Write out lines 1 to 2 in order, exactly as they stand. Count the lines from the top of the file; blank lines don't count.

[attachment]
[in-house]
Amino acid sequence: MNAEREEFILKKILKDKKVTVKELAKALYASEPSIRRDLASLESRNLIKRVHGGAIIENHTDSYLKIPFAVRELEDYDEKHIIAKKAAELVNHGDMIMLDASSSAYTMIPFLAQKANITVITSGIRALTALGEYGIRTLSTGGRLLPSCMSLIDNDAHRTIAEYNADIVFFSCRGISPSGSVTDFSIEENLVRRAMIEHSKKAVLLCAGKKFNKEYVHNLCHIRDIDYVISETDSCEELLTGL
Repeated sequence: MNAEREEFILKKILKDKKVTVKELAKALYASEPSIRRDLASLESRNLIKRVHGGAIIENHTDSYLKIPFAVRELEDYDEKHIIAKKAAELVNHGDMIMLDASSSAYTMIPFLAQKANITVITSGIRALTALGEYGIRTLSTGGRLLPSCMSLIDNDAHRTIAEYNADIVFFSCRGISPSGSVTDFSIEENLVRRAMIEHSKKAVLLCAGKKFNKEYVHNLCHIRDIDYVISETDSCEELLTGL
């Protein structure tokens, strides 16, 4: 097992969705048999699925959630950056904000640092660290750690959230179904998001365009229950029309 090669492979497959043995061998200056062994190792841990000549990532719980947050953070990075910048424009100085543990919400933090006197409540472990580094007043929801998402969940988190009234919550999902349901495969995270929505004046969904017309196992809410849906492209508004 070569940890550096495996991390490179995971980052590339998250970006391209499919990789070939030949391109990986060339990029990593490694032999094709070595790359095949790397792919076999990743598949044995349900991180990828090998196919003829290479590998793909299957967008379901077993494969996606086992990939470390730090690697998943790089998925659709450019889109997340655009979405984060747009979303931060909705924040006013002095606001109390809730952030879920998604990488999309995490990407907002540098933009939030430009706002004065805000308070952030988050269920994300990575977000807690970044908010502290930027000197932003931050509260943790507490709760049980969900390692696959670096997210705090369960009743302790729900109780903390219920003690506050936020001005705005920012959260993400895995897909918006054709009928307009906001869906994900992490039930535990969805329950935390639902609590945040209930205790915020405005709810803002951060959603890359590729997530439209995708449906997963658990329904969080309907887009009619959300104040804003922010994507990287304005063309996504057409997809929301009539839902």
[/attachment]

[in-house]
Amino acid sequence: MNAEREEFILKKILKDKKVTVKELAKALYASEPSIRRDLASLESRNLIKRVHGGAIIENHTDSYLKIPFAVRELEDYDEKHIIAKKAAELVNHGDMIMLDASSSAYTMIPFLAQKANITVITSGIRALTALGEYGIRTLSTGGRLLPSCMSLIDNDAHRTIAEYNADIVFFSCRGISPSGSVTDFSIEENLVRRAMIEHSKKAVLLCAGKKFNKEYVHNLCHIRDIDYVISETDSCEELLTGL